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Black Country Slade star Don Powell talks ahead of Wolverhampton homecoming

By Mark Andrews | Music | Published:

For more than half a century he has been the Bilston Bangin' Man, the energetic drummer behind the unique sound of glam rock favourites Slade.

But when Don Powell returns to his old stamping ground tonight, he will need to take things a little easier – on doctor's orders.

"I will probably be playing the tambourine," he jokes.

Don, now 73, will be appearing – appropriately enough ­– at the Slade Rooms in Wolverhampton, with his latest musical collaboration: Don Powell's Occasional Flames.

Tonight's show will be the first public outing of the new project, which sees him team up with Nottinghamshire-based musician Les Glover and poet Paul Cookson.

"It will be a mixture of music and chat, with Paul reading some of his Slade poems," says Don, who now lives in Denmark.

The trio will also be performing some of the new music they have written together, but Don will not be playing the drums due to an injury he picked up last Christmas.

"It was during the Slade Christmas tour on December 27, I was waiting at Retford railway station for a train to Wakefield when I just went crashing to the floor and I couldn't get up," he says.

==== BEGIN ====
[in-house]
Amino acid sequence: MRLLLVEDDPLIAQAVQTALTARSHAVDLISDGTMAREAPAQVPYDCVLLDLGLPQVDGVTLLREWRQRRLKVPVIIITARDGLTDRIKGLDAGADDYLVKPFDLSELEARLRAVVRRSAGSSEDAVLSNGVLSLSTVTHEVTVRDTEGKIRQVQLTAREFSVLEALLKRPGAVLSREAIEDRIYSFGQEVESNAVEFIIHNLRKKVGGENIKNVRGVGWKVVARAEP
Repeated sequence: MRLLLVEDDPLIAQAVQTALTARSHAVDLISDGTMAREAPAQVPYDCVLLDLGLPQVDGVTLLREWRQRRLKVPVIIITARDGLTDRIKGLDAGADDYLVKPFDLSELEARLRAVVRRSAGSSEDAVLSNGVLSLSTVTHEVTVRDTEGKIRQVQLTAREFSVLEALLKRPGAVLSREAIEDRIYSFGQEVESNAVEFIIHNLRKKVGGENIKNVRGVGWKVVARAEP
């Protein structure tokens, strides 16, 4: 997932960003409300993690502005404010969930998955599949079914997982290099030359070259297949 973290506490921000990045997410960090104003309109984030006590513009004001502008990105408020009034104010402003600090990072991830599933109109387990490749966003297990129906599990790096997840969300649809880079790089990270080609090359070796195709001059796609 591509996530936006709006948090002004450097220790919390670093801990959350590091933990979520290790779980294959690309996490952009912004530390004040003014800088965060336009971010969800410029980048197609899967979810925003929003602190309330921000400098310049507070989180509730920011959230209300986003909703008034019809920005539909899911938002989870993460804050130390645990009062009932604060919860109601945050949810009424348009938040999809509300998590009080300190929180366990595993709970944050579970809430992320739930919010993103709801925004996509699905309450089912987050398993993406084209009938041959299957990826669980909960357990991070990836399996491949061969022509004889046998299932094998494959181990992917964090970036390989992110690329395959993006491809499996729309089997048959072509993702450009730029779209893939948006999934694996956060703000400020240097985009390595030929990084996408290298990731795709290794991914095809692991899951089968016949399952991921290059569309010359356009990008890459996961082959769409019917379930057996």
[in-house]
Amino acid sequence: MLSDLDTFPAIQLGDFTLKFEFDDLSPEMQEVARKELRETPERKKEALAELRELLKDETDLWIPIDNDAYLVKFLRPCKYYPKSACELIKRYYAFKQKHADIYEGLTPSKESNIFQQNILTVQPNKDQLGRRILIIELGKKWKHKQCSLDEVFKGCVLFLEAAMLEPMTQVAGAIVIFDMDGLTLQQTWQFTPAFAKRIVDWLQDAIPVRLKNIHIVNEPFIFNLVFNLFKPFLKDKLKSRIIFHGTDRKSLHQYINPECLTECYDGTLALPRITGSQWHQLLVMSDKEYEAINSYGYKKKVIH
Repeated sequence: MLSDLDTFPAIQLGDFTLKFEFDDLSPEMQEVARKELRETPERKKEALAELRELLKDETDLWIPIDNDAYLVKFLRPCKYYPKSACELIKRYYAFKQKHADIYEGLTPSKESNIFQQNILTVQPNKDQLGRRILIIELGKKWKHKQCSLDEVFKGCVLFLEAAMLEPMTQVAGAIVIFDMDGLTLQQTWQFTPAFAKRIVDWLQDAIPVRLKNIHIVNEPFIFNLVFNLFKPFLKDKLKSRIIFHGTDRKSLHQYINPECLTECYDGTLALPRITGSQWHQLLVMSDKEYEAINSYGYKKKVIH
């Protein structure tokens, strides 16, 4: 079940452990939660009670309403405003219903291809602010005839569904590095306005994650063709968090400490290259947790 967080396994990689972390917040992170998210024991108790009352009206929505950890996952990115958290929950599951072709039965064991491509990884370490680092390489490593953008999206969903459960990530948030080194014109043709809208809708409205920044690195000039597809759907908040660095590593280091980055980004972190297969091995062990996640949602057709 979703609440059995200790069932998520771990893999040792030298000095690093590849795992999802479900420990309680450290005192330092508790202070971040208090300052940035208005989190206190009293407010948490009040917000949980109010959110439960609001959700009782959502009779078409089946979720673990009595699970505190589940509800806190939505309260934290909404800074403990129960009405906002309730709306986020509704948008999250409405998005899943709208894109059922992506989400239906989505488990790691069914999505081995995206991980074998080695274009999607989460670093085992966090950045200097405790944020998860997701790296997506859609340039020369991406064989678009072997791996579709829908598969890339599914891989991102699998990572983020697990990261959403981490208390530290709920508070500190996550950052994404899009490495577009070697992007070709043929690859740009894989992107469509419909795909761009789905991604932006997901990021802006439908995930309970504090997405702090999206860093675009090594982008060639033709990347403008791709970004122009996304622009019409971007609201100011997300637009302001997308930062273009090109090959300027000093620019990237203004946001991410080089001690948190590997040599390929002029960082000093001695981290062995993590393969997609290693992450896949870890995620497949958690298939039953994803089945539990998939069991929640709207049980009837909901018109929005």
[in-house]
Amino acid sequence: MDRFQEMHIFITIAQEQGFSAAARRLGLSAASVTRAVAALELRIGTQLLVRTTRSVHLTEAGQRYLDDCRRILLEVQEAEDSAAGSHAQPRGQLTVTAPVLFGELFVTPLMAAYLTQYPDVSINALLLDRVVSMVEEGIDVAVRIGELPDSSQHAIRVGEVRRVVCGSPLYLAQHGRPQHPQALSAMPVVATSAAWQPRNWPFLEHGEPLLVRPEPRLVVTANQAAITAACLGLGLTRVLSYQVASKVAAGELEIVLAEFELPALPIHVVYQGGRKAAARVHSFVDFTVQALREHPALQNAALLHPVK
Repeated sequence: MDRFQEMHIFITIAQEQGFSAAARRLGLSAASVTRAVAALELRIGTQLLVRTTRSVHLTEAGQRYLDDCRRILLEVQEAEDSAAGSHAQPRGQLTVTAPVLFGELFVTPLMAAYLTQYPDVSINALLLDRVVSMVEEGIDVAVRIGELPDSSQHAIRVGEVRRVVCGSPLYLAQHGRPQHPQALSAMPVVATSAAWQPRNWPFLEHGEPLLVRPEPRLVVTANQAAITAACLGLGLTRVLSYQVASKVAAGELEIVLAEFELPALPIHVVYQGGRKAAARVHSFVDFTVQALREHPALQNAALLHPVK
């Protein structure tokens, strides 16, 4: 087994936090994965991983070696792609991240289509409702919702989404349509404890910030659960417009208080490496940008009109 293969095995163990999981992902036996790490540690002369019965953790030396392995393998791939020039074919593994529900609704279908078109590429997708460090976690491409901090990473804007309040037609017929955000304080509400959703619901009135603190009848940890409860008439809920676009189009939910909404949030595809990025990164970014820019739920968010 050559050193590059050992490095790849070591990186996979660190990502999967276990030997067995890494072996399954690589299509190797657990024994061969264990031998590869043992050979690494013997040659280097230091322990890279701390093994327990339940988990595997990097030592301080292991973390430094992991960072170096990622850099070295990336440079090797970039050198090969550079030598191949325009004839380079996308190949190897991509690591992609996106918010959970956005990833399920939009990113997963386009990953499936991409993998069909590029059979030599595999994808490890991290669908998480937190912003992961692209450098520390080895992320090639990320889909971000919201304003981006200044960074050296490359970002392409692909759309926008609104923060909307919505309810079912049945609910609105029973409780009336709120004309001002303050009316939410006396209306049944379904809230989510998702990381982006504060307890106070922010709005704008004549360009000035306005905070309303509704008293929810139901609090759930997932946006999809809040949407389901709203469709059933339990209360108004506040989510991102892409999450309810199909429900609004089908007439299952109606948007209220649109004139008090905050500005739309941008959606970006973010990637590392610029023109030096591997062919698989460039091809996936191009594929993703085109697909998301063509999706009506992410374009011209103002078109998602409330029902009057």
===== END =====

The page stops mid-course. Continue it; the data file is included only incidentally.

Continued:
"Two guys from the station picked me up and carried me into the office and called an ambulance.

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"Both legs were bent behind me and I couldn't move them, and when I go to the hospital they told me I had snapped the tendons in both knees."

Since then Don has been in physio, and has been told he risks permanent injury if he plays the drums.

"It is an injury that happens to a lot of footballers and athletes, and when I said I played the drums they said that could be similar thing."

Don says he hopes to return to Slade with lead guitarist Dave Hill, but was told he must take at least a year out.

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"At the moment they are carrying on with a couple of stand-in drummers."

Don says he met Les and Paul after being invited to one of their shows in Retford, Nottinghamshire.

"We got on well, and started writing music together," he says.

"The music does have a connection to Slade, that's only natural, but it is different.

"It's a sort of like glam rock, but a bit more modern."

The show will be the first opportunity to hear new recorded material featuring Don for the first time.

It will also mark the launch of the band's Christmas single It Isn't Really Christmas Until Noddy Starts To Sing, with the seven-inch record being released on vinyl for the first time.

Fans will also get the chance to see the video before it is released on social media.

It will be followed tomorrow by the Slade Fans Convention, also at The Slade Rooms. The event will include quizzes and exhibitions, as well as a performance by tribute band Slade UK on the evening. Further guests at the event include Pouk Hill Prophetz, The Original Wanted, Slady, Andre Heagen and Kenny Bell.

Mark Andrews

By Mark Andrews
@MAndrews_Star

Senior news writer for the Shropshire Star specialising in in-depth features and commentary, investigative reporting and political matters.

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